As Yankee baseball continues without a live audience on network television, Bronx businesses that surround the stadium say they are starving without fans — and receiving little help from anyone.
Leaders of businesses around Yankee Stadium held a rally Thursday afternoon demanding that the city renegotiate the lease and tax deal that Yankee management worked out to stay in the Bronx under the Bloomberg administration. They claim that extra money obtained through the negotiation could help keep businesses surrounding the stadium stay afloat until fans are able to return to the stadium.
But Yankee management countered that they are “committed to supporting their neighbors and community partners, working in conjunction with them to enhance the qualify of life throughout the surrounding communities.” They issued the statement with pages of testimonials from community groups who have received monetary support in the past including the Bronx Chamber of Commerce, City Meals on Wheels and numerous church groups to name a few.
At the same time, the Yankees are preparing to issue bonds to the public to raise a billion dollars in “anticipation of lower attendance in 2021.”
Dr. Carey Goodman, executive director of the 161st Street Business Improvement District, maintains that the Yankees are a “multi-billion dollar business” and should pay more than “a dollar” in taxes and to lease the stadium.
“We need to be here because the businesses in the vicinity of Yankee Stadium are going broke, and the Yankees aren’t giving them any money at all and they don’t pay property taxes and they only pay a dollar a year to rent this gorgeous stadium from the city,” Goodman said. “So we asked them to help the small businesses out, and they haven’t even responded.”
Goodman said the testimonials provided by the Yankees “have nothing to do with the businesses.”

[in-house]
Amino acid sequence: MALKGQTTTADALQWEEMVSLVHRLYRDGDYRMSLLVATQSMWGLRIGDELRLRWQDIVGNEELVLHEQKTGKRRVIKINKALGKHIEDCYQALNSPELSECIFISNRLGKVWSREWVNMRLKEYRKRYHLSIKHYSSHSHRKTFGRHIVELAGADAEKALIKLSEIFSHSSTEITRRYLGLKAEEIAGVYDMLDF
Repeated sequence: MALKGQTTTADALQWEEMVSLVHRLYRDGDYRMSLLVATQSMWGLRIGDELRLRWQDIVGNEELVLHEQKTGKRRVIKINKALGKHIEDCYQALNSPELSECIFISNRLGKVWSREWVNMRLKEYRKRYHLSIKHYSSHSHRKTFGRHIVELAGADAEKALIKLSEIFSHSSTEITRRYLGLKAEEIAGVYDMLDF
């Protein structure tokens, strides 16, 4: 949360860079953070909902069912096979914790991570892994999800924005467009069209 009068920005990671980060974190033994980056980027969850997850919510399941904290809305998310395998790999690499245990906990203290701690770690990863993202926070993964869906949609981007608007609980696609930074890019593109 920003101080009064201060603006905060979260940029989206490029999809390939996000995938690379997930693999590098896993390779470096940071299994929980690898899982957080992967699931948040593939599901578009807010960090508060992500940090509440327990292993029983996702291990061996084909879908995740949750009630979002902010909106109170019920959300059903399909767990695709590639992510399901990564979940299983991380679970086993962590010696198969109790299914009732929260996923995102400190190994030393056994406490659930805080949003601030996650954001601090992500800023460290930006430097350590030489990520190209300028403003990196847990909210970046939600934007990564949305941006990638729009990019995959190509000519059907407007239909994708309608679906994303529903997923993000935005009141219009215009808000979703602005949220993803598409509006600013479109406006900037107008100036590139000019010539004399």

“You won’t find a single name of a business on there,” he said.
“And when they give you the packet with all the organizations they support, it’s less than 1% of what they would have to give if they paid taxes and rent,” Goodman added. “All the merchandise is sitting there unsold – the Yankees are still making millions of dollars off the games because they are getting the revenue from TV commercials and sponsorships – but the stores are starving and going out of business.”
Mike Ludino, chairman of the 161st Street BID, said he’s not only concerned for his own business, but for all the others who might have to shutter for good.
“It’s not about me, it’s not about the BID. It’s about doing the right thing for everybody in this community,” Ludino said. “The Yanks pay $1 a year in rent based on generating economic revenue for this community and the neighborhood – they are operating and open, they are making TV rights, making merchandise money, but they are not generating revenue in the Bronx. This isn’t so much a protest as it is a rally. We want to be partners with them and hopefully they will respond to us and the community. – it’s business owners, our non-profits, its our property owners, our residents, everybody are taking a hit and we meed to get through this crisis and we are hoping the Yankees do that.”
John Bechelis, owner of the Yankee Twin Eatery, said his business is down about 96% from normal.
“Our largest income is from the Yankee stadium, so for us not to have fans it’s terrible,” Bechelis said. “Kansas City [Chiefs] had 14,000 people inside the stadium, but we can’t have no fans at all? Come on, whats going on? This is a cry for major league baseball to step up. They’ve done nothing for all the merchants – not just for me, but all the merchants.”
David Quinones and his wife Evelyn are fans and supporters of the businesses on 161st Street.
“We need to show support for the businesses, especially those selling Yankee merchandise and supply the food and depend on the stadium so much,” David Quinones said. “We are hoping that the Yankees can spare some money, that they give only $1 for the rent every year, and to help these businesses to pay their rent – give it out to the neighborhood kids come on, step up and support the people who’ve been here.”
Brian Smith, Senior VP of Community Relations for the Yankees, said in a statement: “Throughout the New York Yankees organization there is an ongoing commitment to be a productive member of the community, and when faced with current circumstances we ramped up related efforts. In addition to the day in and day out focus of the New York Yankees Foundation to support, develop, and implement initiatives that enhance access to educational, health/wellness and recreational outlets, during these trying times we’ve dedicated millions of dollars in resources and support to assist our neighbors with addressing heightened disparities.
He added, “There is no time to waste, and the current challenges faced throughout surrounding communities fuel our drive to remain steadfast in engaging our neighbors and viable community partners to promote change.”